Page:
Austrade is an Australian Government agency that helps Australian businesses to expand overseas. It has a particular focus on international education, which is one of Australia’s biggest export industries.
Recently the Austrade office in Tokyo held a roundtable discussion with Japanese education agents to get their views on how Australian educational institutions can succeed in the Japanese market.
Scott Morriss, Trade Commissioner in Tokyo, released a short video summarising the outcomes. While his feedback is pitched at Australian educational institutions, it’s relevant to institutions in any of the main English speaking destination markets:
Top tips for working with Japanese education agents
The main tips and recommendations coming out of the roundtable meeting are relevant to all educational institutions that are looking to use education agents as a pathway into the Japanese market:
1. Frequent contact is critical.
- It is important to maintain frequent and effective contact with your education agents in Japan.
- Most Japanese education agents work with hundreds of education institutions around the world, so they need to understand your unique offerings and be motivated to continue a partnership with you.
- Engagement is best conducted face to face, at least twice per year.
- Participation in government or agent organised education exhibitions should be a priority. Face-to-face events are an important part of the marketing mix in Japan, particularly for promoting longer term courses.
The point about maintaining regular contact with agents is spot on. Without a rhythm of regular contact your education agent strategy is almost guaranteed to fail. Sure, face-to-face in-country visits with agents are important, but you also need a plan for engaging with your agents day-to-day so that your agents feel supported and, as a result, your institution stays top of mind.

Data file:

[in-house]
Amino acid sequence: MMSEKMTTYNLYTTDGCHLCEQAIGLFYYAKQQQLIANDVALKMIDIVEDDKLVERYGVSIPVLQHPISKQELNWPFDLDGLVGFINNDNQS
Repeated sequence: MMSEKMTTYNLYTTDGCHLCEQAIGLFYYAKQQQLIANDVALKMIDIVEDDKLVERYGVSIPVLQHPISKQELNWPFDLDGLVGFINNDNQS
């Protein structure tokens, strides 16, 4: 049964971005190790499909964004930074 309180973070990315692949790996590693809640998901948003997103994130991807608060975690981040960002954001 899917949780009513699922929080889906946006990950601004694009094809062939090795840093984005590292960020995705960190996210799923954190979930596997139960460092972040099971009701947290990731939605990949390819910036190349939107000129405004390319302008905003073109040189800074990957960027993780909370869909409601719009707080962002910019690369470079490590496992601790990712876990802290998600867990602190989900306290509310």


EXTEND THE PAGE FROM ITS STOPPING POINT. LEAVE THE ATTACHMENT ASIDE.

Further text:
Many educational institutions get the balance wrong. They invest a huge amount of money, time and effort to recruit new agents, without fully considering how to engage with those agents over the long term to build the relationship. Often the result is disappointment on both sides. The institution wonders why its new agents don’t send any students, and the agents wonder why the institution does not support them properly to promote its courses to potential students.
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2. It’s a marathon, not a sprint.
- Value the relationship with your Japanese education agents and take a long term approach to developing relationships, including collaborative work on local promotional activities. Some agents mentioned that Australian institutions have a reputation of being transactional in nature, which fails to recognise the highly-competitive nature of the market.
3. Move beyond rankings.
- It is important for institutions to demonstrate a value proposition that goes beyond rankings. Agents mentioned that Australian universities rely too much on rankings-based value propositions.
- Agents said that their best partners are those that provide information that makes it easier to explain to students their institution’s point of difference – including positive stories about their placed students or alumni.
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